You can also perform certain validation tasks, e.g., ensuring that the input size is not exceeding a certain value. This can be done using the MaxSizeValidator. However, as this would only be applied to the fields you defined—and hence, it wouldn’t prevent a malicious user from sending extremely large request body, which could result in consuming server resources in a way that the application may end up crashing—the below incorporates a custom MaxBodySizeValidator class that is used to make sure that the request body size is not exceeding a pre-defined value. The both validators desribed above solve the problem of limiting upload file (as well as the entire request body) size in a likely better way than the one desribed here, which uses UploadFile, and hence, the file needs to be entirely received and saved to the temporary directory, before performing the check (not to mention that the approach does not take into account the request body size at all)—using as ASGI middleware such as this would be an alternative solution for limiting the request body. Also, in case you are using Gunicorn with Uvicorn, you can also define limits with regards to, for example, the number of HTTP header fields in a request, the size of an HTTP request header field, and so on (see the documentation). Similar limits can be applied when using reverse proxy servers, such as Nginx (which also allows you to set the maximum request body size using the client_max_body_size directive).

A few notes for the example below. Since it uses the Request object directly, and not UploadFile and Form objects, the endpoint won’t be properly documented in the auto-generated docs at /docs (if that’s important for your app at all). This also means that you have to perform some checks yourself, such as whether the required fields for the endpoint were received or not, and if they were in the expected format. For instance, for the data field, you could check whether data.value is empty or not (empty would mean that the user has either not included that field in the multipart/form-data, or sent an empty value), as well as if isinstance(data.value, str). As for the file(s), you can check whether file_.multipart_filename is not empty; however, since a filename could likely not be included in the Content-Disposition by some user, you may also want to check if the file exists in the filesystem, using os.path.isfile(filepath) (Note: you need to make sure there is no pre-existing file with the same name in that specified location; otherwise, the aforementioned function would always return True, even when the user did not send the file).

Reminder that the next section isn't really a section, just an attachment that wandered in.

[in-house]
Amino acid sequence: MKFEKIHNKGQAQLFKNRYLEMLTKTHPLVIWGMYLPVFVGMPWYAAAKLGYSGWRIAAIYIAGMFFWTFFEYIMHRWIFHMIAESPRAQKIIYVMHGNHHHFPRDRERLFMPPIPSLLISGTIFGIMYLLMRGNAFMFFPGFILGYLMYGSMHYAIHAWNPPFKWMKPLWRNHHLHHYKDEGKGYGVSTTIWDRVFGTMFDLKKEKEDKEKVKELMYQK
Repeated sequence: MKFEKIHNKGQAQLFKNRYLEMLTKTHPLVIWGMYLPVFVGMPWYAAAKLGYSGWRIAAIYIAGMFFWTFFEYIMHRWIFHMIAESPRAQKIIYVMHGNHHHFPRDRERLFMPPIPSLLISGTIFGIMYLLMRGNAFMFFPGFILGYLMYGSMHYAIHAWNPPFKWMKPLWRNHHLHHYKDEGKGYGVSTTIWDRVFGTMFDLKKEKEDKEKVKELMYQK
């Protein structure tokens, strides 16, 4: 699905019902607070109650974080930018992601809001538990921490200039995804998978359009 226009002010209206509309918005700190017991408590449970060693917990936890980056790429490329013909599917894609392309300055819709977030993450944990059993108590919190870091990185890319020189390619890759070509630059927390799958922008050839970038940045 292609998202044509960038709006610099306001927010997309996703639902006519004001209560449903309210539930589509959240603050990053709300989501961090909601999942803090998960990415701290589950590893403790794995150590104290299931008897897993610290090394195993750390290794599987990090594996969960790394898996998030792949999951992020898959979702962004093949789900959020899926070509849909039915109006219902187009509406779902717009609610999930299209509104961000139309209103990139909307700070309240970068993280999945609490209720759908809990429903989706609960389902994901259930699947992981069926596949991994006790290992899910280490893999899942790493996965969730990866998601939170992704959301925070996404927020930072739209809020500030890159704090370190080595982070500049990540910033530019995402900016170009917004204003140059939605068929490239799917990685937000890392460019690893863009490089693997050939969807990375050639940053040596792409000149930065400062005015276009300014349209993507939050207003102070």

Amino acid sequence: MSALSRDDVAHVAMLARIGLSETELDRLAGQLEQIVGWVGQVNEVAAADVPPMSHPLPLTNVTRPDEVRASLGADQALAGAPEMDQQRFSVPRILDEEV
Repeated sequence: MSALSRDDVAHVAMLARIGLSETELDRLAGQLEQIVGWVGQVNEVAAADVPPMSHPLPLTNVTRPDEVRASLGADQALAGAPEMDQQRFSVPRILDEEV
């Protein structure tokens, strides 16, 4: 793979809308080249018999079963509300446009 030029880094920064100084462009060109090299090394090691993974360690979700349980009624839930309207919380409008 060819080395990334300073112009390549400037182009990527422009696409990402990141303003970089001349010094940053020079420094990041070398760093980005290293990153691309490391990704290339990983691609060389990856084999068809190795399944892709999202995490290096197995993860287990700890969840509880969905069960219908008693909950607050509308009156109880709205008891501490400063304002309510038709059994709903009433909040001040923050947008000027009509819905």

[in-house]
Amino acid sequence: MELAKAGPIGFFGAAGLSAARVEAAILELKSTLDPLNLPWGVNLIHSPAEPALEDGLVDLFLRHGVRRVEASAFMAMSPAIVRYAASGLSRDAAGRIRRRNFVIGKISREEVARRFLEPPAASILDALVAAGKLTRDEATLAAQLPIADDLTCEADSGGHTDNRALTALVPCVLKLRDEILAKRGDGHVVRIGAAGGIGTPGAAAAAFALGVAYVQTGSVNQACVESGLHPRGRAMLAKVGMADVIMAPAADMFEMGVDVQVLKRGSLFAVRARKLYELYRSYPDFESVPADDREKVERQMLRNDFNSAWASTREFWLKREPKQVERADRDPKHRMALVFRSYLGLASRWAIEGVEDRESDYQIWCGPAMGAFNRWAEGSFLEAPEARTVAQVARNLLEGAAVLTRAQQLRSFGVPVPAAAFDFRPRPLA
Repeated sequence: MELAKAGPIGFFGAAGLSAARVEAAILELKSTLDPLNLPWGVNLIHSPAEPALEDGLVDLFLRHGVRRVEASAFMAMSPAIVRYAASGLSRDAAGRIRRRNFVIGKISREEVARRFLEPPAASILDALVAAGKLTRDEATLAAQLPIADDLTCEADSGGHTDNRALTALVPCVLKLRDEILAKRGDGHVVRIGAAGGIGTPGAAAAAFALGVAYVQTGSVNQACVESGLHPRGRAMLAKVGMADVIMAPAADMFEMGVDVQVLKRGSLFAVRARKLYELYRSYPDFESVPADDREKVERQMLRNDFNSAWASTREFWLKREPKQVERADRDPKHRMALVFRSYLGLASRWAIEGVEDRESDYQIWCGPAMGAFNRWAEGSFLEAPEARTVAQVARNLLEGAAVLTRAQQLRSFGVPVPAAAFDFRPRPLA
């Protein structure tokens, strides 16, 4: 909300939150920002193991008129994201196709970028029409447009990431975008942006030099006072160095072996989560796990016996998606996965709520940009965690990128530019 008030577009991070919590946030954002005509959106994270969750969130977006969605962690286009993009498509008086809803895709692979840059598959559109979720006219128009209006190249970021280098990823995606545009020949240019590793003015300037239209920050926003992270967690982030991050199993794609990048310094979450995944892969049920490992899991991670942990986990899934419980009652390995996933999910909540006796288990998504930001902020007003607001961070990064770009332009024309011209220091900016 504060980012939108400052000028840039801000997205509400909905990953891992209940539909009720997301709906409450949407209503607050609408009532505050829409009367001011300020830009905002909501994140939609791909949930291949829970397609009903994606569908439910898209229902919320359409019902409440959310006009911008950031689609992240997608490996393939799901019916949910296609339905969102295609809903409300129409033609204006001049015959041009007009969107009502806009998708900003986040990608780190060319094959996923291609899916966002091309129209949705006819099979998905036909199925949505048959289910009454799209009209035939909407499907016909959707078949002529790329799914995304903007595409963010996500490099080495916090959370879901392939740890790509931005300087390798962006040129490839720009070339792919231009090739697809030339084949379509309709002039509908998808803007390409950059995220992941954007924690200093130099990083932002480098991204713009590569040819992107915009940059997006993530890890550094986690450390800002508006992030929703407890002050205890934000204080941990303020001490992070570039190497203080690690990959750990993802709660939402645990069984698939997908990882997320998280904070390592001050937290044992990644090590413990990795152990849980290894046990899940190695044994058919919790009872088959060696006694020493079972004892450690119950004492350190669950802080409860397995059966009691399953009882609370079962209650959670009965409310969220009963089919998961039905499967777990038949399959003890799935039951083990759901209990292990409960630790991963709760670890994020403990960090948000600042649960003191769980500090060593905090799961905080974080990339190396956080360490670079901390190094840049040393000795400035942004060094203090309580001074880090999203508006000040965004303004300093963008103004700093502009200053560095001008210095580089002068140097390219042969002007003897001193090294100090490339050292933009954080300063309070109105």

Regarding the applied size limits, the MAX_REQUEST_BODY_SIZE below must be larger than MAX_FILE_SIZE (plus all the Form values size) you expcect to receive, as the raw request body (that you get from using the .stream() method) includes a few more bytes for the --boundary and Content-Disposition header for each of the fields in the body. Hence, you should add a few more bytes, depending on the Form values and the number of files you expect to receive (hence the MAX_FILE_SIZE + 1024 below).

from fastapi import FastAPI, Request, HTTPException, status
from streaming_form_data import StreamingFormDataParser
from streaming_form_data.targets import FileTarget, ValueTarget
from streaming_form_data.validators import MaxSizeValidator
import streaming_form_data
from starlette.requests import ClientDisconnect
import os

MAX_FILE_SIZE = 1024 * 1024 * 1024 * 4  # = 4GB

app = FastAPI()

class MaxBodySizeException(Exception):
    def __init__(self, body_len: str):
        self.body_len = body_len

class MaxBodySizeValidator:
    def __init__(self, max_size: int):
        self.body_len = 0
        self.max_size = max_size

    def __call__(self, chunk: bytes):
        self.body_len += len(chunk)
        if self.body_len > self.max_size:
            raise MaxBodySizeException(body_len=self.body_len)'/upload')
async def upload(request: Request):
    body_validator = MaxBodySizeValidator(MAX_REQUEST_BODY_SIZE)
    filename = request.headers.get('Filename')
    if not filename:
        raise HTTPException(status_code=status.HTTP_422_UNPROCESSABLE_ENTITY, 
            detail="Filename header is missing")
        filepath = os.path.join('./', os.path.basename(filename)) 
        file_ = FileTarget(filepath, validator=MaxSizeValidator(MAX_FILE_SIZE))
        data = ValueTarget()
        parser = StreamingFormDataParser(headers=request.headers)
        parser.register('file', file_)
        parser.register('data', data)
        async for chunk in
    except ClientDisconnect:
        print("Client Disconnected")
    except MaxBodySizeException as e: